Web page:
Maybe craigslist a language exchange partner as well, assuming you are in the US, Spanish is the standout for availability, and the various Latin-rooted similarities to English at least give you some inherent basis.
     


  6. Nereis

    Nereis Senior member

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    Do Spanish. Hire a maid and talk to her in Spanish. Done.
     


  7. Don Carlos

    Don Carlos In Time Out

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    If English is your native language, in theory Dutch or German is the easiest foreign language to learn. Once you get over the crazy-sounding words and pronunciations, you realize that the entire grammatical structure is virtually the same. This is a BIG deal. In any given language, syntax and grammar and tenses are much, much, much harder to learn than vocabulary. The most useful language to learn, however? Probably Spanish by a wide mile. Maybe Mandarin if you're ambitious. Either way, Spanish undoubtedly goes the furthest here in the States and in its immediate surroundings. You're also able to immerse yourself pretty easily if you want to, and language immersion is key.
     


  8. mack11211

    mack11211 Senior member

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    Spanish for ease of access to not only classes, but communities, people, and cultural materials.

    Also for the range of places you can use it in real life.

    Basic language learning is hard. Rules, conjugations, etc. No way around it.

    The fun stuff is cultural stuff. Among available cultural materials, TV is better than movies or radio because TV people talk more and you can see them talking. There is much more TV in Spanish than in any other non English language, at least in NY.
     


  9. rach2jlc

    rach2jlc Prof. Fabulous Dubiously Honored

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    If English is your native language, in theory Dutch or German is the easiest foreign language to learn. Once you get over the crazy-sounding words and pronunciations, you realize that the entire grammatical structure is virtually the same.
    I disagree; while it becomes pointless to talk about "ease" of languages, as they are all difficult, I think it is a mistake to buy into the "English is a germanic language and so german should be easiest" myth. There are a million pitfalls awaiting the happy English speaker as he begins his foray into German. And, as for Dutch, why bother? Might as well learn Coptic or something. (haha j/k) What ultimately will make a language "set" in your mind are a lot of factors beyond grammatical structures, pronunciation, or anything else. The brain is adaptable, and no languages are so similar for a native-English speaker that they won't require entirely new ways of thinking. As such, that language to which you have easiest access to pure, authentic input, and the investment in learning it through real-world stakes will keep, those that you dont... won't. SO, if you live in a German neighborhood, go for it. Again, I'm saying go for Spanish. If you want purely useful languages for business, then learn Chinese.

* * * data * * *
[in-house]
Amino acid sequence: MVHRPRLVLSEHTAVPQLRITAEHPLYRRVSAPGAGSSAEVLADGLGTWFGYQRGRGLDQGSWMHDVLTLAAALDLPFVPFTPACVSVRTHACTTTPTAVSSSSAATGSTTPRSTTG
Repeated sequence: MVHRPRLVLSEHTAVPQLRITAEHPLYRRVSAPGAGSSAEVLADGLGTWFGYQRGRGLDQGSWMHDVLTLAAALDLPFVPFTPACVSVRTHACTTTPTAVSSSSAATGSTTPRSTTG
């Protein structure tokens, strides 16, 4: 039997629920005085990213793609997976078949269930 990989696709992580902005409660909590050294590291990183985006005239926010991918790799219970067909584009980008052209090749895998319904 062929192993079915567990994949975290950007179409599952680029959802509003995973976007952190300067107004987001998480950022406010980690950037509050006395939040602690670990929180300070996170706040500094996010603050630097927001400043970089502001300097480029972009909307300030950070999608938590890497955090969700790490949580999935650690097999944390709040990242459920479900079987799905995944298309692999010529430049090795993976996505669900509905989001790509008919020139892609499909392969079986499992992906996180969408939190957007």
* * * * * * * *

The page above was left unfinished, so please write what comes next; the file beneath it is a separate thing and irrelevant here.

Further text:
10. Don Carlos

    Don Carlos In Time Out

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    I disagree; while it becomes pointless to talk about "ease" of languages, as they are all difficult, I think it is a mistake to buy into the "English is a germanic language and so german should be easiest" myth. There are a million pitfalls awaiting the happy English speaker as he begins his foray into German. And, as for Dutch, why bother? Might as well learn Coptic or something. (haha j/k) What ultimately will make a language "set" in your mind are a lot of factors beyond grammatical structures, pronunciation, or anything else. The brain is adaptable, and no languages are so similar for a native-English speaker that they won't require entirely new ways of thinking. As such, that language to which you have easiest access to pure, authentic input, and the investment in learning it through real-world stakes will keep, those that you dont... won't. SO, if you live in a German neighborhood, go for it. Again, I'm saying go for Spanish. If you want purely useful languages for business, then learn Chinese.
    I don't disagree that easy access and immersion trump most other considerations. But from a purely structural standpoint, German is easier to learn. That's not a myth; that's been borne out by linguistic studies. Obviously, if one doesn't have ready access to German speakers, than the point is somewhat labored, if not entirely moot. If I were to learn one language today, it would almost certainly be Mandarin Chinese, for the reason both of us have hinted at. If you want to climb the corporate ladder? This is the way to go. If you want to start your own major business? This is the way to go. If you want to be useful, if not invaluable, to people? This is the way to go. I'd also put Korean up there. Nowhere near as useful as Chinese, but pretty darned important in the future. Korea is the new Japan. All that said, the OP asked for "an easy language to learn quickly," so that definitely rules out Mandarin. [​IMG]
     


  11. rach2jlc

    rach2jlc Prof. Fabulous Dubiously Honored